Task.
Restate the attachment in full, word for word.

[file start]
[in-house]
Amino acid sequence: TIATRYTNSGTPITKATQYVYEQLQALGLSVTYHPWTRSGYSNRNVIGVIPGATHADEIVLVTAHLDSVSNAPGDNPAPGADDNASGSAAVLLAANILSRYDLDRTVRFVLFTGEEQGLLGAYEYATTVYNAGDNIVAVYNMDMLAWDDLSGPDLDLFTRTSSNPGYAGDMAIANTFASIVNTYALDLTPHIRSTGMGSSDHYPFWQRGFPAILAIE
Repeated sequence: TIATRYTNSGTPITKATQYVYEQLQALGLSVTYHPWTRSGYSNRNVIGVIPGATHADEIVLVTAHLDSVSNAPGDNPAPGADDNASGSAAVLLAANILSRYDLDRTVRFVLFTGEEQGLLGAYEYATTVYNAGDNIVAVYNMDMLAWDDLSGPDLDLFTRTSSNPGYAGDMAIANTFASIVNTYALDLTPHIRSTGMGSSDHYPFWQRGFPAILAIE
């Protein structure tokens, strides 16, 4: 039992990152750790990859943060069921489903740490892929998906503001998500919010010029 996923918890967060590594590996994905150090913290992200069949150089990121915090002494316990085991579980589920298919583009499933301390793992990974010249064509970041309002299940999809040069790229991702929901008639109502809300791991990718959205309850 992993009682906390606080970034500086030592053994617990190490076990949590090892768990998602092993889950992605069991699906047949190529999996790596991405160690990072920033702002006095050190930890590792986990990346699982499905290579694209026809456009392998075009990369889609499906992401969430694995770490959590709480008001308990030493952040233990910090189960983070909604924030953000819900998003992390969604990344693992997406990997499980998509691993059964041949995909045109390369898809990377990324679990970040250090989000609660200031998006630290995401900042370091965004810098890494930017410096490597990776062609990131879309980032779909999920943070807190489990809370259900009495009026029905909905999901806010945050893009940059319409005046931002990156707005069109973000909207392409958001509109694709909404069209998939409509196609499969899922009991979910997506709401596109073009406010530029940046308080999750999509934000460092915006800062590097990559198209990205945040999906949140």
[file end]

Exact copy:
[in-house]
Amino acid sequence: TIATRYTNSGTPITKATQYVYEQLQALGLSVTYHPWTRSGYSNRNVIGVIPGATHADEIVLVTAHLDSVSNAPGDNPAPGADDNASGSAAVLLAANILSRYDLDRTVRFVLFTGEEQGLLGAYEYATTVYNAGDNIVAVYNMDMLAWDDLSGPDLDLFTRTSSNPGYAGDMAIANTFASIVNTYALDLTPHIRSTGMGSSDHYPFWQRGFPAILAIE
Repeated sequence: TIATRYTNSGTPITKATQYVYEQLQALGLSVTYHPWTRSGYSNRNVIGVIPGATHADEIVLVTAHLDSVSNAPGDNPAPGADDNASGSAAVLLAANILSRYDLDRTVRFVLFTGEEQGLLGAYEYATTVYNAGDNIVAVYNMDMLAWDDLSGPDLDLFTRTSSNPGYAGDMAIANTFASIVNTYALDLTPHIRSTGMGSSDHYPFWQRGFPAILAIE
């Protein structure tokens, strides 16, 4: 039992990152750790990859943060069921489903740490892929998906503001998500919010010029 996923918890967060590594590996994905150090913290992200069949150089990121915090002494316990085991579980589920298919583009499933301390793992990974010249064509970041309002299940999809040069790229991702929901008639109502809300791991990718959205309850 992993009682906390606080970034500086030592053994617990190490076990949590090892768990998602092993889950992605069991699906047949190529999996790596991405160690990072920033702002006095050190930890590792986990990346699982499905290579694209026809456009392998075009990369889609499906992401969430694995770490959590709480008001308990030493952040233990910090189960983070909604924030953000819900998003992390969604990344693992997406990997499980998509691993059964041949995909045109390369898809990377990324679990970040250090989000609660200031998006630290995401900042370091965004810098890494930017410096490597990776062609990131879309980032779909999920943070807190489990809370259900009495009026029905909905999901806010945050893009940059319409005046931002990156707005069109973000909207392409958001509109694709909404069209998939409509196609499969899922009991979910997506709401596109073009406010530029940046308080999750999509934000460092915006800062590097990559198209990205945040999906949140």